Australasian Science: Australia's authority on science since 1938

Were dinosaurs warm-blooded?

T. rex

There are several lines of evidence that the basal archosaurs were endotherms

By Roger Seymour

An analysis of muscular power reveals that cold-blooded crocodiles are poor models for our beliefs about dinosaur physiology.

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When thinking about dinosaurs, people typically think of large, powerful reptiles that were cold-blooded killers – just like modern crocodiles. The first dinosaur fossils were unquestionably associated with reptiles and just as unquestionably thought to be cold-blooded.

We call cold-blooded animals such as reptiles, amphibians and fish “ectotherms” because their body temperatures are influenced mainly by the outside environment. In contrast, warm-blooded birds and mammals are called “endotherms” because they heat their bodies internally. The strategies are so different that it makes us wonder what the dinosaurs were like.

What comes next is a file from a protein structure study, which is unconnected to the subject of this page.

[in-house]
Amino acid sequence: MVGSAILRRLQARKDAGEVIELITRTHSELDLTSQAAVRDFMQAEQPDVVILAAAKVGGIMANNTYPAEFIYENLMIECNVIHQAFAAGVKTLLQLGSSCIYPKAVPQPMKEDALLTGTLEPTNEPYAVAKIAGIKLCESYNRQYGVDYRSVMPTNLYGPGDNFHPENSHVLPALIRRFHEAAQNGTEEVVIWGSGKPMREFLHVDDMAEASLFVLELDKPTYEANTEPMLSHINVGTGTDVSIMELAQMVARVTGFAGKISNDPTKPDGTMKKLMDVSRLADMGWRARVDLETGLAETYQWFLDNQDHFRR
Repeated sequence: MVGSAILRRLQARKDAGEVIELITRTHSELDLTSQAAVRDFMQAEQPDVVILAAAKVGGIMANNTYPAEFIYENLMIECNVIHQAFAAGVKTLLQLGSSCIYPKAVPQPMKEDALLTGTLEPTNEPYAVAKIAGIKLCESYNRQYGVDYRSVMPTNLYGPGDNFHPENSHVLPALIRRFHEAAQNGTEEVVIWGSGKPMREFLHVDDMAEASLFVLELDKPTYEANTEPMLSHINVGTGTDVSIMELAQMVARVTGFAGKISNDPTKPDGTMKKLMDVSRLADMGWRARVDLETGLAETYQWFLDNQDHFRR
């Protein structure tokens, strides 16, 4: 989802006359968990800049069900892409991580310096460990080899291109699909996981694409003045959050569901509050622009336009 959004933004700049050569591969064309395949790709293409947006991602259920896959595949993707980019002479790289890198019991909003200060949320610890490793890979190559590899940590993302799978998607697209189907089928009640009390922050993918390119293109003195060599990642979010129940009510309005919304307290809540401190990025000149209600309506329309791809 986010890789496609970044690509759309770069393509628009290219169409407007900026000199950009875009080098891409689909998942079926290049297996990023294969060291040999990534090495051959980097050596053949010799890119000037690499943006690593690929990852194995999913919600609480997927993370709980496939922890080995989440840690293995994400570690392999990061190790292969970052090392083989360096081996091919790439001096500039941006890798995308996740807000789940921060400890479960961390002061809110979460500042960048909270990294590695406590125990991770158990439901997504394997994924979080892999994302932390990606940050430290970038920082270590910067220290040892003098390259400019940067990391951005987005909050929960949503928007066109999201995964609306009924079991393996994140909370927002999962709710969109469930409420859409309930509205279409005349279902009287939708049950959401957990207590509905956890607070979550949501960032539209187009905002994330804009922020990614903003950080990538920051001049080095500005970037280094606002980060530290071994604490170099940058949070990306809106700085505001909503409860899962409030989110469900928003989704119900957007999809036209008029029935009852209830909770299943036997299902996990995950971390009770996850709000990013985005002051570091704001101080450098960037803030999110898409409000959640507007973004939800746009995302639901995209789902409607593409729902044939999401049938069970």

We know that dinosaurs, crocodiles and birds form a group called the “archosaurs” (ruling reptiles), which evolved separately from the rest of the reptiles. Two lineages arose from the basal archosaurs – the crocodilian line and the dinosaurian line, the latter giving rise to birds.

The trouble is that the crocodilian line is represented today by cold-blooded crocodiles and alligators while the dinosaur line is represented by warm-blooded birds. This implies that either the dinosaur-bird line evolved endothermy from ectothermic basal archosaurs, or the crocodilian line evolved ectothermy from endothermic basal archosaurs.

I believe that all archosaurs, including all dinosaurs, were actually warm-blooded, while the crocodile...

The full text of this article can be purchased from Informit.